Express toll lanes (ETL) have the advantage of adjusting toll rates dynamically based on the level of toll lane usage. This study developed a microscopic traffic simulation model to evaluate a set of corridor-based tolling strategies for the ETLs located outside-the-beltway (OTB) on an Interstate highway in Northern Virginia using data from 2018. The evaluated toll strategies included dynamic pricing algorithms (DPA) currently implemented inside-the-beltway for the interstate highway under consideration, and several of its variants, as specified by modified DPA parameters and occupancy restrictions. This study also evaluated the performance of the ETLs under different travel demand levels, current and alternative value of time distributions, and potential scenarios when COVID19 travel and business restrictions were eased. A total of 28 scenarios were evaluated for impact analyses.
The changes in vehicle occupancy, mode split, and departure time among travelers were taken into consideration using tolls based on locally collected data from May 2018. The simulation model covered the selected interstate highway corridor from Gainesville, VA to the Washington, D.C. boundary, a few parallel arterials, and other freeways as well as major and minor arterials in the study area. The model included a total of 223 internal zones (centroids), 83 external stations, and 433 signalized intersections. An interactive map-based analyzer from the simulation results was also created to support quick scenario analysis and decision-making.
- The simulation model showed that, compared to traffic conditions before the opening of the OTB ETLs, eastbound travel time along the general purpose lanes improved during the morning peak period by as much as 36.1 percent for the segment near Gainesville.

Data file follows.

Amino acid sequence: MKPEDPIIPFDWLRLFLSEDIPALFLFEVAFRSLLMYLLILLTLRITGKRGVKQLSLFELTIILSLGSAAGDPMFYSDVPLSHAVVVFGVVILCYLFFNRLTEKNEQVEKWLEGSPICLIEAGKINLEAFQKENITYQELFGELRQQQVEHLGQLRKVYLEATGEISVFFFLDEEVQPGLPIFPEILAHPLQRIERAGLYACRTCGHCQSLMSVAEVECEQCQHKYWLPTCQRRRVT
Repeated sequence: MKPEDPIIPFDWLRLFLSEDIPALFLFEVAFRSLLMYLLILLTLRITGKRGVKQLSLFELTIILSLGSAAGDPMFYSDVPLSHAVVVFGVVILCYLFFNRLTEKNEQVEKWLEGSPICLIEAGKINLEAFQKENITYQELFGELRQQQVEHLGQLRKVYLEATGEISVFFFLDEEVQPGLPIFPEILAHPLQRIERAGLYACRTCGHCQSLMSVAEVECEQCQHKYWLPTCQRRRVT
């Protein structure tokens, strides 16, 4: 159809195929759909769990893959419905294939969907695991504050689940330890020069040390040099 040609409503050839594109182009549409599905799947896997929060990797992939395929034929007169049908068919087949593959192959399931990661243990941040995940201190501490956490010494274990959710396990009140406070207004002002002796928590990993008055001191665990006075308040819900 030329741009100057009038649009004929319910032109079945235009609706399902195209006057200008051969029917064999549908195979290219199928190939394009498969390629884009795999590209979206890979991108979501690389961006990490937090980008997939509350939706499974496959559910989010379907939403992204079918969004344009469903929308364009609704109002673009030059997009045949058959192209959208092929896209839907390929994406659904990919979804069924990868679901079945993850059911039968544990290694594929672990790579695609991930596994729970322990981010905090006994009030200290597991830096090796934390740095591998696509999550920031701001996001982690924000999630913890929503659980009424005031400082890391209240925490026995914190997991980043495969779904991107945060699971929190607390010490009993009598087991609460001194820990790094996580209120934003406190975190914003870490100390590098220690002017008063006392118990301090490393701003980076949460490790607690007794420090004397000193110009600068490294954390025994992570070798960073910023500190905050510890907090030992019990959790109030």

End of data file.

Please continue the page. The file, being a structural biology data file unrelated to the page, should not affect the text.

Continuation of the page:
- Eastbound travel time along the general purpose lanes improved during the morning peak period by as much as 13.2 percent for the segment near Fairfax.
- During the afternoon peak period, westbound travel time improved by as much as 17 percent depending on the segment under consideration.
- The simulation analyses showed that I-66 OTB ETLs were estimated to help improve the traffic throughput of the corridor during the peak hour within the peak period by 20 percent for the morning peak period and 19 percent for the afternoon peak period.
- The simulation analyses also showed that I-66 OTB ETLs did not exert strong adverse impacts on major parallel arterials like US 29 and US 50. The introduction of the ETLs created less than 5 percent impact on the overall traffic volumes along the arterial roads, although the impact during the shoulder hours (e.g., 9 a.m. -10 a.m.) were slightly larger at around 12-16 percent.
- The choice of a DPA played a critical role in maintaining sufficient levels of service at the ETLs. Using the baseline DPA algorithm, currently used inside the beltway, the OTB facility could maintain a speed above the 45 mile/hour threshold, even with higher travel demand and higher value of time distributions tested in this study.
- Higher travel demand and higher value of time among I-66 OTB travelers led to higher numbers of express toll lane users and more toll revenue. The simulation model showed that a 5 percent increase in travel demand could lead to a 15.7 percent increase in the number of OTB users and a 45 percent increase in toll revenue under the baseline DPA algorithm